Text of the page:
My friend Jessie completed her Circle of Life yesterday, November 22nd. Her mother is one of my dearest friends - someone who feels about all living creatures as I do - that all life is valuable and precious. I will miss Jessie and remember her always.

National Canine Cancer Foundation

Friday, November 19, 2010

Never buy - ALWAYS adopt - here's why...

National Canine Cancer Foundation

Thursday, November 18, 2010

♥Verifiably many paws up Thanksgiving Cookies for us doggies♥

Let those humans have their punkin' pie. Scout 'n Freyja can verify that these cookies are some of the best they've ever had the pleasure to munch on when they 'sit nice'.

Milo’s Pumpkin Cookies
1 egg
1 ¼ cup whole wheat flour (or rice flour for a limited ingredient diet)
¼ cup pure canned pumpkin
1 tablespoon all natural peanut butter
½ teaspoon cinnamon

Preheat oven to 350 degrees F (175 degrees C)

In a large bowl, beat the egg.  Add flour, pumpkin, peanut butter, and cinnamon.  Roll out the dough and cut with a very small cookie cutter to make pieces no bigger than the size of a silver dollar.  Bake in your preheated oven for 15 minutes until hard and golden brown.

TIP: If your dough is too dry and won’t stick together, carefully mix in a bit more pumpkin until the dough is just moist enough to stick together without being sticky. (Original recipe from SPCA web site.)

National Canine Cancer Foundation

Tuesday, November 16, 2010

Our momma cried in happiness - H.R. 5566 HAS PASSED THE HOUSE!

Mimi's note: No cute photos. No funny words. An issue as important as this one stands on its own.

WASHINGTON — The House on Monday voted to ban so-called crush videos that depict the abuse and killing of animals.

The measure would revive, with some modifications, a 1999 law that was struck down by the Supreme Court last April on the grounds it was too broadly written and violated First Amendment free speech protections.

Congress has been trying since then to come up with a more narrowly crafted law, and the measure the House passed still differs slightly from a version approved by the Senate in September. It now goes back to the Senate.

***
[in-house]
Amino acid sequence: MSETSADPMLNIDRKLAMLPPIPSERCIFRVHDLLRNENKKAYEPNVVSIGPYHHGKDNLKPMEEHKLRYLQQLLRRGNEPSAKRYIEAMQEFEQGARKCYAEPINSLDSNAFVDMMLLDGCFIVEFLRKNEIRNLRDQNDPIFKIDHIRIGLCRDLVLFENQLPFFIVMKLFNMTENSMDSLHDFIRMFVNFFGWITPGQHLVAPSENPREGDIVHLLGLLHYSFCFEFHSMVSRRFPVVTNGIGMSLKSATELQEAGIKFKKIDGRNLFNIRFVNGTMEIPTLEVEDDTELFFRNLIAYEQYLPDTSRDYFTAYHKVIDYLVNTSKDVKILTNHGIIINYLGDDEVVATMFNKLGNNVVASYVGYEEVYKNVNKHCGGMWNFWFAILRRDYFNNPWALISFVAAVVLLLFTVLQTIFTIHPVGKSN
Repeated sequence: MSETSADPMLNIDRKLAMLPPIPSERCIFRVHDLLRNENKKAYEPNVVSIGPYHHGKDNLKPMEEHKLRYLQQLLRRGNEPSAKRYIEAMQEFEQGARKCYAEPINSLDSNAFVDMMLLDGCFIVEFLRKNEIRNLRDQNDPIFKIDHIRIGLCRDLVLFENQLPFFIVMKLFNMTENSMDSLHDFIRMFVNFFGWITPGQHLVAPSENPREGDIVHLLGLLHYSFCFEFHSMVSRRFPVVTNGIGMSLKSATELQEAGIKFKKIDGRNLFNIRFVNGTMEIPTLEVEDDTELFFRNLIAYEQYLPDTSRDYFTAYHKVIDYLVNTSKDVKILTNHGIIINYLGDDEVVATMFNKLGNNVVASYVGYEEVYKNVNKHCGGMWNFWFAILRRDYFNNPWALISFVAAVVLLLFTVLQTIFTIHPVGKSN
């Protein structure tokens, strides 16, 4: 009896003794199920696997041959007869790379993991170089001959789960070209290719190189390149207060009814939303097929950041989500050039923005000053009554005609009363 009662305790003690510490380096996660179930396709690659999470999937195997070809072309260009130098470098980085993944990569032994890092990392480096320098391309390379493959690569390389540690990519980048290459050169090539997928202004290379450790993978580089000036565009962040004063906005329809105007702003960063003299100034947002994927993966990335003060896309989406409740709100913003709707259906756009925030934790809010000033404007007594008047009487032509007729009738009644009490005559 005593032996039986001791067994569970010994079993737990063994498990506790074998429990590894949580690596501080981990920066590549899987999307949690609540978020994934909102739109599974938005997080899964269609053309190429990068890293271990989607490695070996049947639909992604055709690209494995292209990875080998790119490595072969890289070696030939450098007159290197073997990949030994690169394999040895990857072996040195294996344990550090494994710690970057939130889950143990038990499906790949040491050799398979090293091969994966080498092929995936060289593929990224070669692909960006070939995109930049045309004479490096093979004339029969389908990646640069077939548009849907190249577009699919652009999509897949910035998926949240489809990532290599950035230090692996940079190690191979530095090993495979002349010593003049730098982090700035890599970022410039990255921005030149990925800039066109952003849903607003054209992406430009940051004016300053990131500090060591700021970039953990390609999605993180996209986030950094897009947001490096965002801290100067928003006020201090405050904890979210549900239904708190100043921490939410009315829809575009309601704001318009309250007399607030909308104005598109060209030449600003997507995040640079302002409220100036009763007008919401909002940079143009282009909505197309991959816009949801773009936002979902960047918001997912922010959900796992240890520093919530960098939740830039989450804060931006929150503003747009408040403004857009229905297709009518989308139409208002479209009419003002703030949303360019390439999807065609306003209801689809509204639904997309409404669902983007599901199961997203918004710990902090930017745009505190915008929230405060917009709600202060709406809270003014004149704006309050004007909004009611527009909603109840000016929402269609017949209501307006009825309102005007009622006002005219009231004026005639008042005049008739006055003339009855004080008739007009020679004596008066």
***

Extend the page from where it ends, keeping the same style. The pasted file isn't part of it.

"We need a law that stays on the books," House Judiciary Committee Chairman John Conyers, D-Mich., said in explaining the decision to tinker with the Senate language.

The bill was the first to be taken up in the lame-duck session of Congress that opened Monday.

The legislation, which the House originally passed in July, would make it a crime to sell or distribute videos that violate bans on animal cruelty by showing animals being burned, drowned, suffocated or impaled.

Such videos appeal to a sexual fetish by showing women, often barefoot or wearing high heels, stomping small animals to death.

Every state bans animal cruelty, but it has been difficult to apply those laws to crush videos because they often do not show faces, dates or locations. The legislation makes interstate sale of such videos a crime subject to fines and imprisonment.

Conyers said the House took out a Senate provision that made punishments for attempting or conspiring to make the videos equal to punishments for a completed product. He said that could cause constitutional issues.

Betsy Dribben, vice president for government relations at the American Society for the Prevention of Cruelty to Animals, expressed frustration at the delay. "We're concerned about the animals being killed and we're also concerned about the social ramifications," she said, citing opinions that cruelty to animals can be a catalyst to violence against humans.

Rep. Elton Gallegly, R-Calif., a sponsor of the original bill in 1999, said in a previous statement that famed killers such as Ted Bundy and Ted Kaczynski tortured or killed animals before killing people.

The legislation makes exceptions for films depicting hunting, trapping and fishing.

The bill is H.R. 5566

National Canine Cancer Foundation